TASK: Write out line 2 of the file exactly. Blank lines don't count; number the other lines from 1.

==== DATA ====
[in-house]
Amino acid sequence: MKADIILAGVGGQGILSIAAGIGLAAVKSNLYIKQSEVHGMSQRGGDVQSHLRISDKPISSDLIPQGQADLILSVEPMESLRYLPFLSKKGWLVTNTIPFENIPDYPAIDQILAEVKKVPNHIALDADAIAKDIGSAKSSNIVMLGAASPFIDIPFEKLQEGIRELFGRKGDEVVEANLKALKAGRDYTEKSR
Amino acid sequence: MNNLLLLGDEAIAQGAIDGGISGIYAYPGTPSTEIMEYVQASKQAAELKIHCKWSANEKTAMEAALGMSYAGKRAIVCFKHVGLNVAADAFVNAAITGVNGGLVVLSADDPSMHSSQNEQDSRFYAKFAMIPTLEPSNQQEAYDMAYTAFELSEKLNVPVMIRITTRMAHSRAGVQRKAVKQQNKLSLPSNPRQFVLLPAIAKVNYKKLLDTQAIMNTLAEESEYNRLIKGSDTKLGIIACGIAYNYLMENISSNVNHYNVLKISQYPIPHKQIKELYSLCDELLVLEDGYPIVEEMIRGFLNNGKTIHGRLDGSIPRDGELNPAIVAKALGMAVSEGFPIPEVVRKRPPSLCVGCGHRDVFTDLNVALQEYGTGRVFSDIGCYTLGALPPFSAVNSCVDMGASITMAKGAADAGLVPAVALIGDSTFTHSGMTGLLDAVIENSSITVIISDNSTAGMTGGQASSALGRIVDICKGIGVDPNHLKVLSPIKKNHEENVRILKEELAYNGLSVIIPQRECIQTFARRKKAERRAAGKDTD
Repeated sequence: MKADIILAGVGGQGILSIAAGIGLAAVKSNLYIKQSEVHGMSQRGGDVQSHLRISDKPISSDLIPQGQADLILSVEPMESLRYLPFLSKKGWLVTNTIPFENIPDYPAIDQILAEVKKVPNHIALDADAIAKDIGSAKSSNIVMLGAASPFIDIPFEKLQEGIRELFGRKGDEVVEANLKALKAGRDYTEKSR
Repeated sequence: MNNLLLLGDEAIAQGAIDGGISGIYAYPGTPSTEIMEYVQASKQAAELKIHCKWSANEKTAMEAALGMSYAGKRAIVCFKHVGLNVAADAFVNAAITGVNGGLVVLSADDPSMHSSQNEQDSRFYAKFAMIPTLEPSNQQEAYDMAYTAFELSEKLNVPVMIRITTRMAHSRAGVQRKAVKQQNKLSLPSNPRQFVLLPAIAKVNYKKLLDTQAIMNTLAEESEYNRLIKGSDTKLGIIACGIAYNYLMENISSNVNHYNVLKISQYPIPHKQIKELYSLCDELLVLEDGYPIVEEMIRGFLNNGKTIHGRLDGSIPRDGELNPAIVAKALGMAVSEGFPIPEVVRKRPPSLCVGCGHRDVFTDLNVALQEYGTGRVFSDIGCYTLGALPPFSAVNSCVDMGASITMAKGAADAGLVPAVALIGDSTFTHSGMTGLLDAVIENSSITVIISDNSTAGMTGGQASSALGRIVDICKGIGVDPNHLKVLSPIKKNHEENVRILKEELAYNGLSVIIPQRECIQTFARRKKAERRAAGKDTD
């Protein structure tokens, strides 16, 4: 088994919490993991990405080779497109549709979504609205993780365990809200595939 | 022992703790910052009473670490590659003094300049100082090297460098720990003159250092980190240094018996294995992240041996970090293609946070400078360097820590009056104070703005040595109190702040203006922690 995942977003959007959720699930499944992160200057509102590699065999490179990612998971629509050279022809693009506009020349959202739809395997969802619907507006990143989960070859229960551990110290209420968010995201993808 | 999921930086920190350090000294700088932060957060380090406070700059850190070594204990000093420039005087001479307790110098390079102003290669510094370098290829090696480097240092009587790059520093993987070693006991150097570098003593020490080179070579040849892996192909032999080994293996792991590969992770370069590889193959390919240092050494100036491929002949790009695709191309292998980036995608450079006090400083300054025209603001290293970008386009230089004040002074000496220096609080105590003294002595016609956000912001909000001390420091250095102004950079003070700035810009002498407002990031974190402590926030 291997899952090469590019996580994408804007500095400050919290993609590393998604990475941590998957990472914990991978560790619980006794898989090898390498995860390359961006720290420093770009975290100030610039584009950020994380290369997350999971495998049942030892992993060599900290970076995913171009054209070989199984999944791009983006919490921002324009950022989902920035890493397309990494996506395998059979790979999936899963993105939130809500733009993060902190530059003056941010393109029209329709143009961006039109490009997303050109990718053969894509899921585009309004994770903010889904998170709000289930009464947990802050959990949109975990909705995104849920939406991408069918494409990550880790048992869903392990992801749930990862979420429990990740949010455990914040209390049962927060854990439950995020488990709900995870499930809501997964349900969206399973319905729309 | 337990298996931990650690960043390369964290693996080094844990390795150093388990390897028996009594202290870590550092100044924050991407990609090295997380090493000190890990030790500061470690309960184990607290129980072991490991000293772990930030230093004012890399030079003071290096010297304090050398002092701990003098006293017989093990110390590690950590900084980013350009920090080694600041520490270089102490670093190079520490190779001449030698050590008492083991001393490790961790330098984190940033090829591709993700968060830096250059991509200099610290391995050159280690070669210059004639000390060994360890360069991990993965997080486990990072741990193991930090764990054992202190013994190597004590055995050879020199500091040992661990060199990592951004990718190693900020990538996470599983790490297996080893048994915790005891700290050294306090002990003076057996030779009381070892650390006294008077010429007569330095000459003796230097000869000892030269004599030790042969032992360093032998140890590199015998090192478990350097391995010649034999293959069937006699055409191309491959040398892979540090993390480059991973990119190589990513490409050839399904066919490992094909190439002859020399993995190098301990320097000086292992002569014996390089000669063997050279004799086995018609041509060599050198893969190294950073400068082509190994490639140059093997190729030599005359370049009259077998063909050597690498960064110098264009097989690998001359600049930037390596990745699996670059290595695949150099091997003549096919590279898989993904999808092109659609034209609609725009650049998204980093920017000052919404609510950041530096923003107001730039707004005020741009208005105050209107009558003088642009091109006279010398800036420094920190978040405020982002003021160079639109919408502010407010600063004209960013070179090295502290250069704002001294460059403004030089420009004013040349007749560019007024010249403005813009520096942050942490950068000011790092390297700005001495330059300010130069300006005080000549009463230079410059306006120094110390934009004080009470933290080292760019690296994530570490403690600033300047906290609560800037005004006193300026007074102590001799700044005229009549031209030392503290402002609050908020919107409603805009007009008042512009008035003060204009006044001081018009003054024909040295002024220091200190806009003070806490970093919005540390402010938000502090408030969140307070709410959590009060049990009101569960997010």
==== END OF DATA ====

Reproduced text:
Amino acid sequence: MKADIILAGVGGQGILSIAAGIGLAAVKSNLYIKQSEVHGMSQRGGDVQSHLRISDKPISSDLIPQGQADLILSVEPMESLRYLPFLSKKGWLVTNTIPFENIPDYPAIDQILAEVKKVPNHIALDADAIAKDIGSAKSSNIVMLGAASPFIDIPFEKLQEGIRELFGRKGDEVVEANLKALKAGRDYTEKSR